Thoughts from the Art Studio: The Deep Questions

In the months since my college graduation, I’ve spent more time in the art studio than in the last four years combined.  My roommate is an art student taking five studio classes, which means that if I’m ever going to see her, it’s going to be while surrounded by paintings, charcoal-drawn portraits, and ceramics.

I don’t really mind it – I’ve always wished I were better at the arts, and something about being surrounded by it all is inspiring. About watching a blank canvas turned into a still-life painting, or a lump of clay turned into a teapot; it makes me want to create, even if it’s not the same type of creation.

So, as I write this from a rap-filled art studio (a fact about which I wish I were kidding), I’m confronted with certain questions.  I guess you could say I’m inspired to ask the deeper questions about life.

the deep questions

What do rap lyrics even mean?

As in, other than undertones of sex, drugs, homophobia, and sexism.  When you sit in an otherwise quiet studio listening to Childish Gambino “sing” about “coke up his asscrack,” you’re forced to wonder how that would even happen in a real-life situation.  And why that would make any woman want to have sex with him.  And what “.38 revolve like the sun round the earth,” even means; you do realize it’s actually the opposite, right Jay-Z?

Is a lie really a lie if you mean it at the time?

Okay, this wasn’t my question.  It’s Scroobius Pip’s question, if I’m being honest.  But he raises a good point, and now I’m curious.  I think I’ll have to get back to you with my thoughts on this one…

Actually, Scroobius makes a lot of good points.  He seems to be the answer to my question of whether there’s a single rapper out there whose lyrics make any sense.  But you’ll have to excuse me for being ignorant about it until tonight, because until an hour ago, I didn’t know British Rap was even a thing.

Are our passions genetic?

As I’m sitting here watching my roommate do what she’s wanted to do for as long as I’ve known her, I’m realizing that we’ve both somehow ended up doing exactly what our mothers were doing at our age.   Is that genetic, something we were always going to end up doing? Or just coincidence?  In the end, do we really have any choice as to who we become, or are we all just basically going to become a combination of both of our parents – part shy and curious from my father, part stubborn and determined from my mother.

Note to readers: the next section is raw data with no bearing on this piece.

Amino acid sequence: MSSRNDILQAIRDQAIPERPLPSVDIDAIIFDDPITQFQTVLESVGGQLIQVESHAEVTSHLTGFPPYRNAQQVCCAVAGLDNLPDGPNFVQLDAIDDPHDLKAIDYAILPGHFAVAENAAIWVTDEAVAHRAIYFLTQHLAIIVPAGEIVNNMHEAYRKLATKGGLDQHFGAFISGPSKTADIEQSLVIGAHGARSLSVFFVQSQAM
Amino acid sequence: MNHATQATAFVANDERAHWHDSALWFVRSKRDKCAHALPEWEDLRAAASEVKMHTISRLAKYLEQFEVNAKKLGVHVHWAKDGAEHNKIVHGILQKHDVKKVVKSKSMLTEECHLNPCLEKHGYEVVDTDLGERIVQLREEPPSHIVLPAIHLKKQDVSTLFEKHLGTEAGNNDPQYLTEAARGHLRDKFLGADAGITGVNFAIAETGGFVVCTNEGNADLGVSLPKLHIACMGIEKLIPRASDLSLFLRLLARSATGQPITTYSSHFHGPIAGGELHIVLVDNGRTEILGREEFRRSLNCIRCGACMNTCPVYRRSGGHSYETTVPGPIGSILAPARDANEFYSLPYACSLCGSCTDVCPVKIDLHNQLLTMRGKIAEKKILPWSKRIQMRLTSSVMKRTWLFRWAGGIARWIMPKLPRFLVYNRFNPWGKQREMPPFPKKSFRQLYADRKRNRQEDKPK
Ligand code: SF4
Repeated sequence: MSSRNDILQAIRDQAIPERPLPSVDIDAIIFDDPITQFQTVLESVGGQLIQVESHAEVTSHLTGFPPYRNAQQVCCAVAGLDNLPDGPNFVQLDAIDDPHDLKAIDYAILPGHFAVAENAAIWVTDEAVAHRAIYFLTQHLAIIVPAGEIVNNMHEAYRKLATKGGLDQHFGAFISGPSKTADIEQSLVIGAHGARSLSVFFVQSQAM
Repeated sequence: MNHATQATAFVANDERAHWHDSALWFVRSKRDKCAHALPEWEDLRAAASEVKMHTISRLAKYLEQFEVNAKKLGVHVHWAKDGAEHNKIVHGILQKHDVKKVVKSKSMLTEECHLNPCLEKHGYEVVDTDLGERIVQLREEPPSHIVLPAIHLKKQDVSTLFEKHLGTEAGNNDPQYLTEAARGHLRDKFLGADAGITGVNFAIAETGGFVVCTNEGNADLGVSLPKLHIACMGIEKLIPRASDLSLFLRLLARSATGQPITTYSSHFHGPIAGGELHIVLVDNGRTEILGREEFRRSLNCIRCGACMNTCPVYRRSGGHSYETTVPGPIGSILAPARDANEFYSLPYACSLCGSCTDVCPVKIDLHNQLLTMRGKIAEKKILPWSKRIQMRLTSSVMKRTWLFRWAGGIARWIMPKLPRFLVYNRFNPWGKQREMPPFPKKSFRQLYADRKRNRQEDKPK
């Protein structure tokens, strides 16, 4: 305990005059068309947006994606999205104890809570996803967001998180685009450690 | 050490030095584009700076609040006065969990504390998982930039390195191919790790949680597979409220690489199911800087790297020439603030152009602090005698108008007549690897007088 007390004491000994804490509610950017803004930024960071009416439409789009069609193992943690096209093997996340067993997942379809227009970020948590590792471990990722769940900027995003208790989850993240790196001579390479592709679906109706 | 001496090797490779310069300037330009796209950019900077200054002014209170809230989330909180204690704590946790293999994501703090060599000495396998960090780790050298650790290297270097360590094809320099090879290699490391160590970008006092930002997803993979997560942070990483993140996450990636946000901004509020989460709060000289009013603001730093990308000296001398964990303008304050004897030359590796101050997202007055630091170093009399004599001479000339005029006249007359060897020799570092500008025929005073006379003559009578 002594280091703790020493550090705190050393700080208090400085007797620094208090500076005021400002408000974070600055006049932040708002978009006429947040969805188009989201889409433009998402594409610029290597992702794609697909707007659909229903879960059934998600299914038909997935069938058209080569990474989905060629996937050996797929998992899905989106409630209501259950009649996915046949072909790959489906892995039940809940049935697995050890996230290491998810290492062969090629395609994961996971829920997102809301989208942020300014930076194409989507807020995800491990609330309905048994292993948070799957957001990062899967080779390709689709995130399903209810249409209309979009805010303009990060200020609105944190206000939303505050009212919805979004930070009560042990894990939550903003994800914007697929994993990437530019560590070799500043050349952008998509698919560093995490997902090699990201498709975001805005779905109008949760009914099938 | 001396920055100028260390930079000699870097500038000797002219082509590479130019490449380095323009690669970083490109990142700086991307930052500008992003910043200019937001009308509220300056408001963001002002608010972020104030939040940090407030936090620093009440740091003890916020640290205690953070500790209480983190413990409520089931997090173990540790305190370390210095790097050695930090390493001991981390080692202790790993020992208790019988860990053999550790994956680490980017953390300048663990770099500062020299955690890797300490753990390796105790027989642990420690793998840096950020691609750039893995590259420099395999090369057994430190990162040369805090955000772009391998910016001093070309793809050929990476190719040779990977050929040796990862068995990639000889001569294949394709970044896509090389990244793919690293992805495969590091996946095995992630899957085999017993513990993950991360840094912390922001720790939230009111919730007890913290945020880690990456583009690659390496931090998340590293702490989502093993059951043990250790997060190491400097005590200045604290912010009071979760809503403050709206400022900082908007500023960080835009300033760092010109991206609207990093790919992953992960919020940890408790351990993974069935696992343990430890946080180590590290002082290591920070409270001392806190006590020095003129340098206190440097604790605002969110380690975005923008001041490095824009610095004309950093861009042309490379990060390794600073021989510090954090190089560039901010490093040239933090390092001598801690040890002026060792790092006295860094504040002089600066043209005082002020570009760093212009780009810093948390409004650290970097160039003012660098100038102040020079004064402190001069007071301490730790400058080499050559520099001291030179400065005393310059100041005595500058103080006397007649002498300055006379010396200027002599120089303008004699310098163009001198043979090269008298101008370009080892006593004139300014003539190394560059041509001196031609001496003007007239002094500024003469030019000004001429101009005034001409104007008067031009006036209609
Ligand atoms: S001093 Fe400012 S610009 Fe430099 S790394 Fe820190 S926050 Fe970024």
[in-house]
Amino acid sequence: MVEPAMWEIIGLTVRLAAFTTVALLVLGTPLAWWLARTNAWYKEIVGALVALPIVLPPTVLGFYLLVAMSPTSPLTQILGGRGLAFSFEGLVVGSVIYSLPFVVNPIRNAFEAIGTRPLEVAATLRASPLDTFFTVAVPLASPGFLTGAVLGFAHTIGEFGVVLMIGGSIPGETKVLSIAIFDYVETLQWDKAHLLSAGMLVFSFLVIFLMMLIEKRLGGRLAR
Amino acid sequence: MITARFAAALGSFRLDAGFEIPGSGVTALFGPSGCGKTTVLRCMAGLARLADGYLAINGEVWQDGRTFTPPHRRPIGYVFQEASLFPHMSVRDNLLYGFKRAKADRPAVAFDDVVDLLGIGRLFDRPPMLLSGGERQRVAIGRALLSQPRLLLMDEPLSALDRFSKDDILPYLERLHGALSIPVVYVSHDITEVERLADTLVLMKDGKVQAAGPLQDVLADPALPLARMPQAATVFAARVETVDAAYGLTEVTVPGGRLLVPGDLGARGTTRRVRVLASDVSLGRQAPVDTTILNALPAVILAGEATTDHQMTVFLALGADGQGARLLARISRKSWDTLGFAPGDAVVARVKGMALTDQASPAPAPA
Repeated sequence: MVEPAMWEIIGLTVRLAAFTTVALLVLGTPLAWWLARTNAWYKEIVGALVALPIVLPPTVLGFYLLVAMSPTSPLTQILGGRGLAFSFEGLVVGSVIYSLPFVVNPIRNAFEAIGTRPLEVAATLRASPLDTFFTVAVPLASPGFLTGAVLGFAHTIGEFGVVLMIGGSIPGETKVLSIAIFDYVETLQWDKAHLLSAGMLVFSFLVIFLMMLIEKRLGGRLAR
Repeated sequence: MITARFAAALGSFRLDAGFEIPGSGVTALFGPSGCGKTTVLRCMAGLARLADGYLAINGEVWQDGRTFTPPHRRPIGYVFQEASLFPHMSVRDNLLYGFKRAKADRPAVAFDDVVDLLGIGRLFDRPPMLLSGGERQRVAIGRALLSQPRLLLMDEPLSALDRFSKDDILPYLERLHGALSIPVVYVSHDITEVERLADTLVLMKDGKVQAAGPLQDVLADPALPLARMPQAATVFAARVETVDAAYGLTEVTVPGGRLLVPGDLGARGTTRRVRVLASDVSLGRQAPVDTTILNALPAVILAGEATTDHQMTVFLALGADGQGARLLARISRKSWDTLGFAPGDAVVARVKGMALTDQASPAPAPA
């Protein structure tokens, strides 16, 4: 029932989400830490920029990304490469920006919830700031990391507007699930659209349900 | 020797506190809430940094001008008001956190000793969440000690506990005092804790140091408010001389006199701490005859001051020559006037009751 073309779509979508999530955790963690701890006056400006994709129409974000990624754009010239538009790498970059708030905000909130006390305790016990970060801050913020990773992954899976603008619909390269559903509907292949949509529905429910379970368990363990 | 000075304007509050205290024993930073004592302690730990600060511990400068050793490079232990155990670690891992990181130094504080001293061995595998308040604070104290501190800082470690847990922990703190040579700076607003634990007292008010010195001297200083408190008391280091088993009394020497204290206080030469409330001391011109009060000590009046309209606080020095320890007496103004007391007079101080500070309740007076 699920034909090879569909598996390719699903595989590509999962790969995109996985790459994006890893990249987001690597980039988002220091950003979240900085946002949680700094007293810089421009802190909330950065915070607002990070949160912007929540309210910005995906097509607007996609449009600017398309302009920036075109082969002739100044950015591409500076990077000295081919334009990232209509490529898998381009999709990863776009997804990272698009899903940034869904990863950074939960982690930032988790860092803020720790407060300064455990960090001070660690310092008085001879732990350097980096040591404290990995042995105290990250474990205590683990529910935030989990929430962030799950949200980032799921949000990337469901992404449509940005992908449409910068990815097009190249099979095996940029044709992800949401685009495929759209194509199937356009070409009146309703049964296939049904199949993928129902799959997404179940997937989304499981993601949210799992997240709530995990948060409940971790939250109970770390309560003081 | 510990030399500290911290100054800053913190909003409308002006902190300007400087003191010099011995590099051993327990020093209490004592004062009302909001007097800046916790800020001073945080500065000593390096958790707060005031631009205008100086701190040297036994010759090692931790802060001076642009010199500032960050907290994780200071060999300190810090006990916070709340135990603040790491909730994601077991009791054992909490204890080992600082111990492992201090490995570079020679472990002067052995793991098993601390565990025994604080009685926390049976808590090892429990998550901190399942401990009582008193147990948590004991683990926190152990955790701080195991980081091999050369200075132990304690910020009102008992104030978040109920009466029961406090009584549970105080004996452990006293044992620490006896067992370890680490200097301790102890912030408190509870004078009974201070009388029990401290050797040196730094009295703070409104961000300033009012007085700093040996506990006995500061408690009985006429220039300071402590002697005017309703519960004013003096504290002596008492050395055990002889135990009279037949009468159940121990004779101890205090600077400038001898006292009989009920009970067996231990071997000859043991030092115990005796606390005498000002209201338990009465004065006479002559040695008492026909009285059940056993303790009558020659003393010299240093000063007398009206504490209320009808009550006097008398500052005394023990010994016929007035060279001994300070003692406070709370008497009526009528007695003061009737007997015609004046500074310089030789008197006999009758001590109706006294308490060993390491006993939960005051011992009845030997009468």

I’d like to believe that while we are a combination, we’re also from ourselves, something new that doesn’t come entirely from either side.  What about you?  What do you think?

  • Marielle

    Haha, that Jay-Z line is nice. Isn’t there some percentage of Americans who still believe that, because they think it’s a choice to ignore/deny scientific facts? I don’t understand rap lyrics at all, and I generally just think they’re awful. I get the arguments that rap is an art form, and it’s cultural expression, blah blah blah. It still doesn’t have to be so awful. There are definitely honest lies. Like, I just psychologically can’t lie at all if I KNOW I’m lying, but if I genuinely forget something then it happens. And then I freak out later.

    The genetics/choice thing is one of those things that could just be argued in circles, but it’s always fun to think about. Like I feel like I’m becoming my dad, just kind of grumpy, sarcastic, and impatient (I mean, he’s totally lovable for realz but probably only truly patient with me) and I’m into doing crafts like my mom; all that’s just from how I grew up, no question. I might have some kind of genetic/personality based affinity for making stuff (really have no idea about the bio mother), but if I hadn’t had a mom who was constantly doing a new craft, I bet my interest wouldn’t have developed the same way.

    • Kiersten McMonagle

      Exactly! It’s not the form I have a problem with – it’s the lyrics. They’re so incredibly degrading and just awful! I just don’t understand having all that music that’s about putting people down and doing drugs, and in a lot of cases, physical assault/abuse (especially Eminem).

      I definitely agree – it’s basically the same as the nature v. nurture argument. I definitely take after my dad, or at least I always thought I did. But as I’m getting older, I’m seeing more of my mom in my personality. It’s weird to see.